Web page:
Did you know?

  • Vision loss costs Canadians $15.8 billion a year                             
  • 50,000 Canadians lose their vision each year
  • 75% of vision loss is entirely avoidable


Why Mobile Eye Clinics (MEC)?

 Mobile Eye Clinics take comprehensive eye exams administered by registered optometrists into the schools and senior residences, thus eliminating the need for parents to take time off from work, or for fragile seniors to have to travel to have access to eye care. 

 MEC allows large numbers of students or seniors to be examined  in a convenient, efficient and effective manner. More eye exams administered equals more vision problems corrected.


How do Mobile Eye Clinics (MEC) work?

 The Canadian Council of the Blind, in conjunction with local optometrists, are currently developing and testing a prototype Mobile Eye Clinic (MEC) in Eastern Ontario, with the intention of carrying the MECs across Canada.

The CCB and the Lions Clubs of District A4 have teamed up to launch the first series of Mobile Eye Clinics directed toward children and seniors.

Thus far, clinics have been held in a number of elementary schools and seniors homes in Ottawa, Cornwall, Pembroke and surrounding areas of Eastern Ontario.

CCB Mobile Eye Clinic staff contact interested schools and arrange for the MEC van to be there for a scheduled clinic day(s).  A consent form is sent home to parents for signing up students and appointment times are set.  MEC staff handles the necessary paperwork and, along with Lions Clubs volunteers, ensure the process moves smoothly so each individual’s exam is a positive experience.

A similar system is used in seniors’ homes, with each patient having a reserved appointment time on the scheduled day.  Staff and volunteers assist where needed to keep seniors relaxed and comfortable.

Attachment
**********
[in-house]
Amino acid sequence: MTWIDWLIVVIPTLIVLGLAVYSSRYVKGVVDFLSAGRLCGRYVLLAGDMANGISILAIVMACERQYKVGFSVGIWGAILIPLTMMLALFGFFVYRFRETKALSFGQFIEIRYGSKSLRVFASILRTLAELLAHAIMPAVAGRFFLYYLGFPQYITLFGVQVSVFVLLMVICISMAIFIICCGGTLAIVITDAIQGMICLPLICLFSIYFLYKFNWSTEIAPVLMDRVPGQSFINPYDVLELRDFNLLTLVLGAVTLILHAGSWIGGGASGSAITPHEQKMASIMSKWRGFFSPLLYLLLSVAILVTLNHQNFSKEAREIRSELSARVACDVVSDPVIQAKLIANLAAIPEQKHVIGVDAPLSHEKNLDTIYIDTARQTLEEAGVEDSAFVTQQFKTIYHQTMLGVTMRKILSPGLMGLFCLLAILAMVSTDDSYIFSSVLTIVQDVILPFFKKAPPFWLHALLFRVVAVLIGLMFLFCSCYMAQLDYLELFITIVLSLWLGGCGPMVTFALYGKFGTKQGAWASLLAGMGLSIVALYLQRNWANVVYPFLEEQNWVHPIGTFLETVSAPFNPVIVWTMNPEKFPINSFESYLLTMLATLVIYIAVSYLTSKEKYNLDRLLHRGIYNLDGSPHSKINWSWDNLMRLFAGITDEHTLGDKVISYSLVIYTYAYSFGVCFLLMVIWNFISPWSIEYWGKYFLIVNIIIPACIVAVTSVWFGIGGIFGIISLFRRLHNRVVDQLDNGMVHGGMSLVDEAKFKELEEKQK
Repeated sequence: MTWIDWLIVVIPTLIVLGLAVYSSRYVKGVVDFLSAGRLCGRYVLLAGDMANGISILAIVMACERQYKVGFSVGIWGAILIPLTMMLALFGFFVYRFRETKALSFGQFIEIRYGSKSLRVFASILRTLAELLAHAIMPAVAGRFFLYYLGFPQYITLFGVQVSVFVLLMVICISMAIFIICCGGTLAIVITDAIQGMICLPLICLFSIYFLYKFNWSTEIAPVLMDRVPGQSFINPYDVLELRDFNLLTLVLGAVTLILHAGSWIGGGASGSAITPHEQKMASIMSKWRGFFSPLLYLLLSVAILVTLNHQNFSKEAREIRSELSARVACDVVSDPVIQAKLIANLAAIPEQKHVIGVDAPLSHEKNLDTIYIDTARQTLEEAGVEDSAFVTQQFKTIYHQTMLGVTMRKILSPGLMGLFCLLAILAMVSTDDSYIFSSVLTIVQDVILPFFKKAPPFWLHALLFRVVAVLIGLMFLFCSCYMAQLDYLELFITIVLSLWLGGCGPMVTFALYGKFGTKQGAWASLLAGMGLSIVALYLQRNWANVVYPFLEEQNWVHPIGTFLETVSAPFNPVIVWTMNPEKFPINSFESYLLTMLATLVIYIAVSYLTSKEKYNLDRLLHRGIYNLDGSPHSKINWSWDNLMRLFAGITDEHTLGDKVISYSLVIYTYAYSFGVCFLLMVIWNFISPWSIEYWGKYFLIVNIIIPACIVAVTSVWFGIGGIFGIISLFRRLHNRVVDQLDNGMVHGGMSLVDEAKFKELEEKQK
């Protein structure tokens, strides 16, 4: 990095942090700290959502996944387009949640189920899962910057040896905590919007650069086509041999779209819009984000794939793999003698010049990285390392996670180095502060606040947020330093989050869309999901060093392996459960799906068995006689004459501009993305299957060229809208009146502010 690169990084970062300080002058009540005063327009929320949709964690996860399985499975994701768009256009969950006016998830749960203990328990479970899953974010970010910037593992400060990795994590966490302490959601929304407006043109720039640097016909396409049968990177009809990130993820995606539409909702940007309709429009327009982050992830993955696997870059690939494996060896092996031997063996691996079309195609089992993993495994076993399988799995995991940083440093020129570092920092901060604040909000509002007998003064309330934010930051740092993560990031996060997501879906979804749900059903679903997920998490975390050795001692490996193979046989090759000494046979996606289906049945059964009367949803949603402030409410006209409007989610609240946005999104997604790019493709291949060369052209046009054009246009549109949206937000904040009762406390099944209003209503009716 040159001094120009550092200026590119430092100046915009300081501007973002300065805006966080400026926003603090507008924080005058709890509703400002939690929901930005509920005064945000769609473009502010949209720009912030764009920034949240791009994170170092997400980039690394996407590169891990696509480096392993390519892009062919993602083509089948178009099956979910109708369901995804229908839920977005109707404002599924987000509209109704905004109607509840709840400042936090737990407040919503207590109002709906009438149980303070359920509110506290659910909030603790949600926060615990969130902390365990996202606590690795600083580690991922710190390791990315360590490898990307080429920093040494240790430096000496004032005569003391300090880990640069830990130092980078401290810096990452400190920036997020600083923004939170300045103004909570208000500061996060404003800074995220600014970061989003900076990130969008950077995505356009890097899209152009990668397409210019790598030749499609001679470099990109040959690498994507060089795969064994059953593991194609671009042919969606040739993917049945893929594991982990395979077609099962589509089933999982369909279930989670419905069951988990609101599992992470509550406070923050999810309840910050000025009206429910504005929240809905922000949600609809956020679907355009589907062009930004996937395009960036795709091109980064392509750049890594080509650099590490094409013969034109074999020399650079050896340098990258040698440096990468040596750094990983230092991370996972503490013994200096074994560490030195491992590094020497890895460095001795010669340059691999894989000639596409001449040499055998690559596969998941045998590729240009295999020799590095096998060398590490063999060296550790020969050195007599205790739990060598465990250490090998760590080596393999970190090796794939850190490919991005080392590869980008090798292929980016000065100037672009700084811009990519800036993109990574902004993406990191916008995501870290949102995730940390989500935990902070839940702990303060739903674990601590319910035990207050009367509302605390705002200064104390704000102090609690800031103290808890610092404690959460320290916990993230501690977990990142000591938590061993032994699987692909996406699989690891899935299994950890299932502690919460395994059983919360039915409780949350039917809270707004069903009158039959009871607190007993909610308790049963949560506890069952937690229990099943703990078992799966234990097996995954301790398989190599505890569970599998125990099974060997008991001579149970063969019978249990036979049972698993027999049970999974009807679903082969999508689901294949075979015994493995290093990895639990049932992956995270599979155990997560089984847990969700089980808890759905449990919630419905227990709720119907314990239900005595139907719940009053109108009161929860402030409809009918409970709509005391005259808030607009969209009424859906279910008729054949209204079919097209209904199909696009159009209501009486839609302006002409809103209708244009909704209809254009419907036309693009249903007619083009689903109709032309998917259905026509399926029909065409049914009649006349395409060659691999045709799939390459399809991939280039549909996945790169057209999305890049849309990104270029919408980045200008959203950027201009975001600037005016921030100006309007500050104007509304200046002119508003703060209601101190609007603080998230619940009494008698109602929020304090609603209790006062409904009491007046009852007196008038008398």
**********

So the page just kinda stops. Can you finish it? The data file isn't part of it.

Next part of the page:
A registered Optometrist travels to the clinic site where CCB staff have set up all the equipment necessary for a comprehensive eye examination.  A complete and thorough exam is conducted with each individual.  Following the exam, the Optometrist issues a letter to the parent or power of attorney, includes a prescription for corrective eyewear if needed or refers the student or senior for further assessment.

The equipment used for a Mobile Eye Clinic is equivalent to what is found in a traditional optometry office.


Why are eye exams in children important?

CCB Mobile Eye Clinics have found that almost 30% of the children tested have undetected vision issues.  MEC has even discovered children who, unknown to their parents and teachers, had significantly poor vision.  With corrective eye wear, these children now enjoy 20/20 vision.

Vision problems in children often go unnoticed because a child has never known any other type of vision so does not complain.  They may believe everyone has blurry or double vision.

Parents can be lulled into a sense of security thinking their child is fine because their child doesn’t complain.  Kids don’t know what they can’t see. Often kids don’t realize they have a vision problem until it’s accidentally found.

Early detection of vision problems is key to a successful social and academic life. Vision loss in children affects their ability to learn and increases social isolation.

Some vision disorders interfere with classroom performance including inadequate eye coordination and reduced ability to focus. These conditions can cause blurred vision, eyestrain, headaches, and double vision when reading. Because it is difficult to focus on individual words, children with these problems often lose their place when reading, have difficulty copying from the chalkboard, omit words, and show difficulty sustaining reading for long periods. Reading comprehension can suffer as a result of excess effort required to make the print clear and single. Many children struggle unnecessarily, require excessive time to complete assignments, or simply avoid reading.


Why are eye exams in seniors important?

Mobile Eye Clinics in seniors homes have found over 56% of seniors examined have one or more ocular diseases or conditions such as cataracts, glaucoma, etc.  

Aside from affecting the quality of life, seniors who have vision problems are almost twice as likely to fall, with resulting injuries.  Some of these injuries may be severe enough to require hospitalization or surgery, which is a huge expense to our health system.

Visual acuity alone is not a good predictor of a person’s degree of visual difficulty. A senior with relatively good acuity (e.g., 20/40) can have difficulty functioning, while someone with worse acuity (e.g., 20/100) might not experience any significant functional problems. Other visual factors, such as poor depth perception, limited side vision, extreme sensitivity to lights and glare, and reduced color perception, can also limit a senior’s ability to perform everyday tasks.


To read more articles about the Mobile Eye Clinic Click Here

To see some of the Mobile Eye Clinic results Click Here